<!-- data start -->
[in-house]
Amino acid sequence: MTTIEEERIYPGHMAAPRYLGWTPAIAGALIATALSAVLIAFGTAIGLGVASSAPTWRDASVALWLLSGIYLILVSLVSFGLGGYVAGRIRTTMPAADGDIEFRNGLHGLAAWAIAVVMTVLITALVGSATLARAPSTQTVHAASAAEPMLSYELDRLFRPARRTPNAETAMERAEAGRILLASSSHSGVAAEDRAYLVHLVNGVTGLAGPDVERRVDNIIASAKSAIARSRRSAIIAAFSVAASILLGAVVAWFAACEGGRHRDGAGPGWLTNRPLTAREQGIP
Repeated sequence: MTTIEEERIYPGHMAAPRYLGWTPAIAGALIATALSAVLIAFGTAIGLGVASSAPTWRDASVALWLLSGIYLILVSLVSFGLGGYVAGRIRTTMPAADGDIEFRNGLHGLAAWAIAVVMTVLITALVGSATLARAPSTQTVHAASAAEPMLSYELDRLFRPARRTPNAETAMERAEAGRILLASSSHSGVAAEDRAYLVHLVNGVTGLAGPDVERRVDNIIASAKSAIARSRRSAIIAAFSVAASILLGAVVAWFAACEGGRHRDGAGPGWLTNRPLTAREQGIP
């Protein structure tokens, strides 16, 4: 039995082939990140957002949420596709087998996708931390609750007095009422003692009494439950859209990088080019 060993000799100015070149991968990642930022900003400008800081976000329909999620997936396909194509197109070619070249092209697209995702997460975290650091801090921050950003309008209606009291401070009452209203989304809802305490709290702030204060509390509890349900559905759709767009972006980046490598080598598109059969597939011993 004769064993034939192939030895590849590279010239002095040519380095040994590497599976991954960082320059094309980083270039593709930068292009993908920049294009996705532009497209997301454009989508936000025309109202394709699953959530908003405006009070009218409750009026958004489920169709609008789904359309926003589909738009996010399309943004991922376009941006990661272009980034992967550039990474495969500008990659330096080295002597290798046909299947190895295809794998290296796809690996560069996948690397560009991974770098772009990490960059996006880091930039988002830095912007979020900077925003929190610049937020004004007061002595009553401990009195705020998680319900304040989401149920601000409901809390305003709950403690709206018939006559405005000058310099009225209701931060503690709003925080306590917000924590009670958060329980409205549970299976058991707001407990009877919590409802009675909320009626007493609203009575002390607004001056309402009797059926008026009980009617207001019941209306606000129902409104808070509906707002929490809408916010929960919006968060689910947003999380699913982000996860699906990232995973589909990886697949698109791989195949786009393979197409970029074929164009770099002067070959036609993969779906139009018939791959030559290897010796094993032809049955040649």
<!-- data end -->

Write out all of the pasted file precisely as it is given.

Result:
[in-house]
Amino acid sequence: MTTIEEERIYPGHMAAPRYLGWTPAIAGALIATALSAVLIAFGTAIGLGVASSAPTWRDASVALWLLSGIYLILVSLVSFGLGGYVAGRIRTTMPAADGDIEFRNGLHGLAAWAIAVVMTVLITALVGSATLARAPSTQTVHAASAAEPMLSYELDRLFRPARRTPNAETAMERAEAGRILLASSSHSGVAAEDRAYLVHLVNGVTGLAGPDVERRVDNIIASAKSAIARSRRSAIIAAFSVAASILLGAVVAWFAACEGGRHRDGAGPGWLTNRPLTAREQGIP
Repeated sequence: MTTIEEERIYPGHMAAPRYLGWTPAIAGALIATALSAVLIAFGTAIGLGVASSAPTWRDASVALWLLSGIYLILVSLVSFGLGGYVAGRIRTTMPAADGDIEFRNGLHGLAAWAIAVVMTVLITALVGSATLARAPSTQTVHAASAAEPMLSYELDRLFRPARRTPNAETAMERAEAGRILLASSSHSGVAAEDRAYLVHLVNGVTGLAGPDVERRVDNIIASAKSAIARSRRSAIIAAFSVAASILLGAVVAWFAACEGGRHRDGAGPGWLTNRPLTAREQGIP
């Protein structure tokens, strides 16, 4: 039995082939990140957002949420596709087998996708931390609750007095009422003692009494439950859209990088080019 060993000799100015070149991968990642930022900003400008800081976000329909999620997936396909194509197109070619070249092209697209995702997460975290650091801090921050950003309008209606009291401070009452209203989304809802305490709290702030204060509390509890349900559905759709767009972006980046490598080598598109059969597939011993 004769064993034939192939030895590849590279010239002095040519380095040994590497599976991954960082320059094309980083270039593709930068292009993908920049294009996705532009497209997301454009989508936000025309109202394709699953959530908003405006009070009218409750009026958004489920169709609008789904359309926003589909738009996010399309943004991922376009941006990661272009980034992967550039990474495969500008990659330096080295002597290798046909299947190895295809794998290296796809690996560069996948690397560009991974770098772009990490960059996006880091930039988002830095912007979020900077925003929190610049937020004004007061002595009553401990009195705020998680319900304040989401149920601000409901809390305003709950403690709206018939006559405005000058310099009225209701931060503690709003925080306590917000924590009670958060329980409205549970299976058991707001407990009877919590409802009675909320009626007493609203009575002390607004001056309402009797059926008026009980009617207001019941209306606000129902409104808070509906707002929490809408916010929960919006968060689910947003999380699913982000996860699906990232995973589909990886697949698109791989195949786009393979197409970029074929164009770099002067070959036609993969779906139009018939791959030559290897010796094993032809049955040649």